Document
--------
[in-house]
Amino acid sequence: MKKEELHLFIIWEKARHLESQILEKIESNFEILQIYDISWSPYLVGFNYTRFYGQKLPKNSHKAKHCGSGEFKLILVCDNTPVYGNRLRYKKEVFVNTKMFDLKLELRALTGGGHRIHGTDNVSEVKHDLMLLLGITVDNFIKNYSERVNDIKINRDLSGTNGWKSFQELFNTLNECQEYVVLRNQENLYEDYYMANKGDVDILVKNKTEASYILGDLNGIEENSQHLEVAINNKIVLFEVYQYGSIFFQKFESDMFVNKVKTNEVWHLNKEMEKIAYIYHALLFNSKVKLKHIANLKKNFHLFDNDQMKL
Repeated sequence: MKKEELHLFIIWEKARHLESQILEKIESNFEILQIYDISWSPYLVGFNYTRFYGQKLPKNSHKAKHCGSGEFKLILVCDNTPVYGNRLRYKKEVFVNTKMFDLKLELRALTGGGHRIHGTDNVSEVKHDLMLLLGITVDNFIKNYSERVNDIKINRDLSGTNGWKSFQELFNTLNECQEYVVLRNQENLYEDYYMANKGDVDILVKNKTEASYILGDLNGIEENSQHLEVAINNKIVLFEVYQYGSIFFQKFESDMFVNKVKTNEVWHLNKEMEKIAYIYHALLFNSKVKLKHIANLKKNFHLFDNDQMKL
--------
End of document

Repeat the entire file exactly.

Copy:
[in-house]
Amino acid sequence: MKKEELHLFIIWEKARHLESQILEKIESNFEILQIYDISWSPYLVGFNYTRFYGQKLPKNSHKAKHCGSGEFKLILVCDNTPVYGNRLRYKKEVFVNTKMFDLKLELRALTGGGHRIHGTDNVSEVKHDLMLLLGITVDNFIKNYSERVNDIKINRDLSGTNGWKSFQELFNTLNECQEYVVLRNQENLYEDYYMANKGDVDILVKNKTEASYILGDLNGIEENSQHLEVAINNKIVLFEVYQYGSIFFQKFESDMFVNKVKTNEVWHLNKEMEKIAYIYHALLFNSKVKLKHIANLKKNFHLFDNDQMKL
Repeated sequence: MKKEELHLFIIWEKARHLESQILEKIESNFEILQIYDISWSPYLVGFNYTRFYGQKLPKNSHKAKHCGSGEFKLILVCDNTPVYGNRLRYKKEVFVNTKMFDLKLELRALTGGGHRIHGTDNVSEVKHDLMLLLGITVDNFIKNYSERVNDIKINRDLSGTNGWKSFQELFNTLNECQEYVVLRNQENLYEDYYMANKGDVDILVKNKTEASYILGDLNGIEENSQHLEVAINNKIVLFEVYQYGSIFFQKFESDMFVNKVKTNEVWHLNKEMEKIAYIYHALLFNSKVKLKHIANLKKNFHLFDNDQMKL